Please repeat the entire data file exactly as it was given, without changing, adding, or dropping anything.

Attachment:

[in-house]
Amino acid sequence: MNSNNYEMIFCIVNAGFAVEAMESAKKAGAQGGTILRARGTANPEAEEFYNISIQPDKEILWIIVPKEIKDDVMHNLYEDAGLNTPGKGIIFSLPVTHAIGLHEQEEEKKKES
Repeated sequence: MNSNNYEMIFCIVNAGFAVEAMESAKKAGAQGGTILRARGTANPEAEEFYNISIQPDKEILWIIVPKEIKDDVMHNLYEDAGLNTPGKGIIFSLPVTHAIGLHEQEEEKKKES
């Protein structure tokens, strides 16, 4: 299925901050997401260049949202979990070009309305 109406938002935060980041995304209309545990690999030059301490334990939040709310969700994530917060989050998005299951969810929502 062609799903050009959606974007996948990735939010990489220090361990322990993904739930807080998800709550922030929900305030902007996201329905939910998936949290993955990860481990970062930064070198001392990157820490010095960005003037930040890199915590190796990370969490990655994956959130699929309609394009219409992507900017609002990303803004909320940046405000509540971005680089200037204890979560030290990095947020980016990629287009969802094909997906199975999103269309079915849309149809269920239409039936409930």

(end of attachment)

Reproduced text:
[in-house]
Amino acid sequence: MNSNNYEMIFCIVNAGFAVEAMESAKKAGAQGGTILRARGTANPEAEEFYNISIQPDKEILWIIVPKEIKDDVMHNLYEDAGLNTPGKGIIFSLPVTHAIGLHEQEEEKKKES
Repeated sequence: MNSNNYEMIFCIVNAGFAVEAMESAKKAGAQGGTILRARGTANPEAEEFYNISIQPDKEILWIIVPKEIKDDVMHNLYEDAGLNTPGKGIIFSLPVTHAIGLHEQEEEKKKES
């Protein structure tokens, strides 16, 4: 299925901050997401260049949202979990070009309305 109406938002935060980041995304209309545990690999030059301490334990939040709310969700994530917060989050998005299951969810929502 062609799903050009959606974007996948990735939010990489220090361990322990993904739930807080998800709550922030929900305030902007996201329905939910998936949290993955990860481990970062930064070198001392990157820490010095960005003037930040890199915590190796990370969490990655994956959130699929309609394009219409992507900017609002990303803004909320940046405000509540971005680089200037204890979560030290990095947020980016990629287009969802094909997906199975999103269309079915849309149809269920239409039936409930």